Preliminary reports from the U.S. government’s Energy Information Administration (EIA) show that American CO2 emissions rose in 2007 to 5,984 million metric tons. For those of us who use the English measurement system, that’s over 13 trillion pounds. Let me just write that number out so you can see how long it is:
This means that in 2007, the U.S. alone produced about a ton of carbon dioxide for every human being on the planet. If we just count the American population, our per capita emissions are about 22 tons per person. That’s more than the weight of an 18-wheeler truck per person per year.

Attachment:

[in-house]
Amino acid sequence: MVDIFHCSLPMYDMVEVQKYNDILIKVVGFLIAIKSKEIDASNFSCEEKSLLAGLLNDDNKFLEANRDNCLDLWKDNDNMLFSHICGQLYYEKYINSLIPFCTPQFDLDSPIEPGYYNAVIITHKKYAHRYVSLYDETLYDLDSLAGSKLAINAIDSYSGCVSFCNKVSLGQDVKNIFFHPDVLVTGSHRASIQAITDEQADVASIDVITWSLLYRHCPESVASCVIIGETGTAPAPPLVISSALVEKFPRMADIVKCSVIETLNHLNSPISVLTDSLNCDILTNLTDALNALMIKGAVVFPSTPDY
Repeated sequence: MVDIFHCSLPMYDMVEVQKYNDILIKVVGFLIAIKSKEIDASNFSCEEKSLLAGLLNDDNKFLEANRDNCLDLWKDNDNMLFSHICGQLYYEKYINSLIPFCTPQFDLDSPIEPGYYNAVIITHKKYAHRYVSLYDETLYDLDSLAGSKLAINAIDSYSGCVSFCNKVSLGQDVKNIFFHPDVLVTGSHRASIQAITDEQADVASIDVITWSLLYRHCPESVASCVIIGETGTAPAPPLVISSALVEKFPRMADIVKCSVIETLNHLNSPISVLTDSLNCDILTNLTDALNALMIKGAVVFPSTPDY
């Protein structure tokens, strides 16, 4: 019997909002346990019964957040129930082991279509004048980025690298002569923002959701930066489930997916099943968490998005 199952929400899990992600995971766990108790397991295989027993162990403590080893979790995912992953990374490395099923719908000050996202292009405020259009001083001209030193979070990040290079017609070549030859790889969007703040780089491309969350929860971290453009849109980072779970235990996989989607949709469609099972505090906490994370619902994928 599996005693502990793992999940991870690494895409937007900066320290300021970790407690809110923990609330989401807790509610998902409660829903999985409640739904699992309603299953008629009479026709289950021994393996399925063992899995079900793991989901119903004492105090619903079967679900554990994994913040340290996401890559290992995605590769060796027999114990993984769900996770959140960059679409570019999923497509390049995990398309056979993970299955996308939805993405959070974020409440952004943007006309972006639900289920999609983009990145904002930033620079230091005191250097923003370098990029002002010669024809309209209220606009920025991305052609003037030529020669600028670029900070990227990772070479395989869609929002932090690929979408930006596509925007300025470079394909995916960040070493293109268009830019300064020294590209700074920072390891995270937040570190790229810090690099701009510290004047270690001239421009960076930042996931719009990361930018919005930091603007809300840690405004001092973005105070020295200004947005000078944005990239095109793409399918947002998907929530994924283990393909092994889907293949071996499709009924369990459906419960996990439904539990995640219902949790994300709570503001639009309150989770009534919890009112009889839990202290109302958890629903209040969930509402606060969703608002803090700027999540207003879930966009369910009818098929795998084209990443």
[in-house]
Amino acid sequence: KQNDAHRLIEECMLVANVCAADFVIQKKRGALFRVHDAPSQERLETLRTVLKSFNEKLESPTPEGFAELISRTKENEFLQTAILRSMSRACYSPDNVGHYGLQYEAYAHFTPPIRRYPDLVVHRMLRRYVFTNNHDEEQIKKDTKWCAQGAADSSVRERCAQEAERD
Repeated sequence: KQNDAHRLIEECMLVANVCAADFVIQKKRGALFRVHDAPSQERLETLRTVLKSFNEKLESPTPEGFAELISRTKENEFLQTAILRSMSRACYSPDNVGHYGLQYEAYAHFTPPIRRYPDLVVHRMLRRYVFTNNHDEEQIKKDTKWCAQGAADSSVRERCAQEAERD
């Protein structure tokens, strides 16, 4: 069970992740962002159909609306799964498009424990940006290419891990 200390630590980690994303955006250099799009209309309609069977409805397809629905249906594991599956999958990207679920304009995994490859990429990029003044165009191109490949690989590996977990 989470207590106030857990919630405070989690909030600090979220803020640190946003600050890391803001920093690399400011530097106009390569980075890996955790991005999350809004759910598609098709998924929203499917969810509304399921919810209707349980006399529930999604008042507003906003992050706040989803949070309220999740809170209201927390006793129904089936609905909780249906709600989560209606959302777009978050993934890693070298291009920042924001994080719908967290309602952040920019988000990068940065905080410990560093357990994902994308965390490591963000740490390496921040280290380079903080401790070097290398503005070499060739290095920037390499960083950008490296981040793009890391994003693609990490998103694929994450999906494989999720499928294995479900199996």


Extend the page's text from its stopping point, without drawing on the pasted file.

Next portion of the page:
A little more perspective: for every dollar in the American economy, there is nearly a pound of CO2 produced.
These figures really draw out what I’m now calling the “American Carbon Obesity Epidemic.” It is an interesting idea to think of carbon weight like human weight. By pairing Americans’ collective desire to slim waistlines with the collective need to fight global warming, hopefully progress toward good habits and reasonable consumption will be made easier. Individuals could even create a “target carbon weight” and try to slim down to fit into that old climate that looked so good on us in the old days.